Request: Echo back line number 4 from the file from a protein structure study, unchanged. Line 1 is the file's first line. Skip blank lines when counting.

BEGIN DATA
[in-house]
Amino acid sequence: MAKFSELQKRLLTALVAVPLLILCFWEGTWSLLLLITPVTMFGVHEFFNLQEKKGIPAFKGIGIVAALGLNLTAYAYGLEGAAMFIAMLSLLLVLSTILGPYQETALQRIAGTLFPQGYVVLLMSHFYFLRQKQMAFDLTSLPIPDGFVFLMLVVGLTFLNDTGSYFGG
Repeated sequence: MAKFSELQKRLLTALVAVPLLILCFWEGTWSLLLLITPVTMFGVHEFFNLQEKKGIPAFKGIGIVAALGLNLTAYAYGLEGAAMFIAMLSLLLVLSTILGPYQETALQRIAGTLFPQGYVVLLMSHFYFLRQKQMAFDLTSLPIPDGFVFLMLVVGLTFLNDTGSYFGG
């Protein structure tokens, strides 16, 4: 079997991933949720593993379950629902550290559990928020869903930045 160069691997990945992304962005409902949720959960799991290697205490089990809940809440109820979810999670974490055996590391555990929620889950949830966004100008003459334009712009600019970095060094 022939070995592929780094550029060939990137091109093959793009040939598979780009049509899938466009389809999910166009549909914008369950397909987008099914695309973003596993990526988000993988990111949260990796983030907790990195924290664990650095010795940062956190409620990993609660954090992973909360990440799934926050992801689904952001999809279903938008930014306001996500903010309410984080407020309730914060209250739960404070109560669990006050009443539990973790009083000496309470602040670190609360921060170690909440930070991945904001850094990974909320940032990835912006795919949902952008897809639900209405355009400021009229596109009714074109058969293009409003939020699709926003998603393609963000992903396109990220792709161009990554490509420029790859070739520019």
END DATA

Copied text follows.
């Protein structure tokens, strides 16, 4: 079997991933949720593993379950629902550290559990928020869903930045 160069691997990945992304962005409902949720959960799991290697205490089990809940809440109820979810999670974490055996590391555990929620889950949830966004100008003459334009712009600019970095060094 022939070995592929780094550029060939990137091109093959793009040939598979780009049509899938466009389809999910166009549909914008369950397909987008099914695309973003596993990526988000993988990111949260990796983030907790990195924290664990650095010795940062956190409620990993609660954090992973909360990440799934926050992801689904952001999809279903938008930014306001996500903010309410984080407020309730914060209250739960404070109560669990006050009443539990973790009083000496309470602040670190609360921060170690909440930070991945904001850094990974909320940032990835912006795919949902952008897809639900209405355009400021009229596109009714074109058969293009409003939020699709926003998603393609963000992903396109990220792709161009990554490509420029790859070739520019």